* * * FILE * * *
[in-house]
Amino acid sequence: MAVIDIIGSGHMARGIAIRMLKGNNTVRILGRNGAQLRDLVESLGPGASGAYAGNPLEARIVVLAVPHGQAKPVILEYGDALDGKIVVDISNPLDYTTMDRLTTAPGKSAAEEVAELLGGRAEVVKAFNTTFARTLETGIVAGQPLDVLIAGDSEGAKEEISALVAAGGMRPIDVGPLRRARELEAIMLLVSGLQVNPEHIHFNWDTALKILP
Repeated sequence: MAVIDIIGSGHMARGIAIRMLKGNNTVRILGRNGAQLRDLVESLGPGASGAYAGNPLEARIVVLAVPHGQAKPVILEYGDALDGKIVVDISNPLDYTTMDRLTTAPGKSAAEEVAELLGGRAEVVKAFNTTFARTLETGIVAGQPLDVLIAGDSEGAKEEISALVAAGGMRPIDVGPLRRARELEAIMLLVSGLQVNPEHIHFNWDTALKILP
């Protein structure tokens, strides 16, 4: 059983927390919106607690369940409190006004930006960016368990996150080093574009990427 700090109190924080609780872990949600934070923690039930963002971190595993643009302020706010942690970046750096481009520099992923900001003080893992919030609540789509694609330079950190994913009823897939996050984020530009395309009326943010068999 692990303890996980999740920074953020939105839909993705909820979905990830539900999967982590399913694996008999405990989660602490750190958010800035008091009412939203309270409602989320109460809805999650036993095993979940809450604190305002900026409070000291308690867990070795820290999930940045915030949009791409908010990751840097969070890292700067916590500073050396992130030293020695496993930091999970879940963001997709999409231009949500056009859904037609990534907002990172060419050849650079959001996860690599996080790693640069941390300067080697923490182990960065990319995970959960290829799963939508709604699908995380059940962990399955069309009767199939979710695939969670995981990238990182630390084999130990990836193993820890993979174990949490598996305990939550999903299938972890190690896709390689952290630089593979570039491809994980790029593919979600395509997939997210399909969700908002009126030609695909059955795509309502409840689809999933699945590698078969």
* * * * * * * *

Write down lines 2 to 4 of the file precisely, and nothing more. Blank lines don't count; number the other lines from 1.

Amino acid sequence: MAVIDIIGSGHMARGIAIRMLKGNNTVRILGRNGAQLRDLVESLGPGASGAYAGNPLEARIVVLAVPHGQAKPVILEYGDALDGKIVVDISNPLDYTTMDRLTTAPGKSAAEEVAELLGGRAEVVKAFNTTFARTLETGIVAGQPLDVLIAGDSEGAKEEISALVAAGGMRPIDVGPLRRARELEAIMLLVSGLQVNPEHIHFNWDTALKILP
Repeated sequence: MAVIDIIGSGHMARGIAIRMLKGNNTVRILGRNGAQLRDLVESLGPGASGAYAGNPLEARIVVLAVPHGQAKPVILEYGDALDGKIVVDISNPLDYTTMDRLTTAPGKSAAEEVAELLGGRAEVVKAFNTTFARTLETGIVAGQPLDVLIAGDSEGAKEEISALVAAGGMRPIDVGPLRRARELEAIMLLVSGLQVNPEHIHFNWDTALKILP
């Protein structure tokens, strides 16, 4: 059983927390919106607690369940409190006004930006960016368990996150080093574009990427 700090109190924080609780872990949600934070923690039930963002971190595993643009302020706010942690970046750096481009520099992923900001003080893992919030609540789509694609330079950190994913009823897939996050984020530009395309009326943010068999 692990303890996980999740920074953020939105839909993705909820979905990830539900999967982590399913694996008999405990989660602490750190958010800035008091009412939203309270409602989320109460809805999650036993095993979940809450604190305002900026409070000291308690867990070795820290999930940045915030949009791409908010990751840097969070890292700067916590500073050396992130030293020695496993930091999970879940963001997709999409231009949500056009859904037609990534907002990172060419050849650079959001996860690599996080790693640069941390300067080697923490182990960065990319995970959960290829799963939508709604699908995380059940962990399955069309009767199939979710695939969670995981990238990182630390084999130990990836193993820890993979174990949490598996305990939550999903299938972890190690896709390689952290630089593979570039491809994980790029593919979600395509997939997210399909969700908002009126030609695909059955795509309502409840689809999933699945590698078969």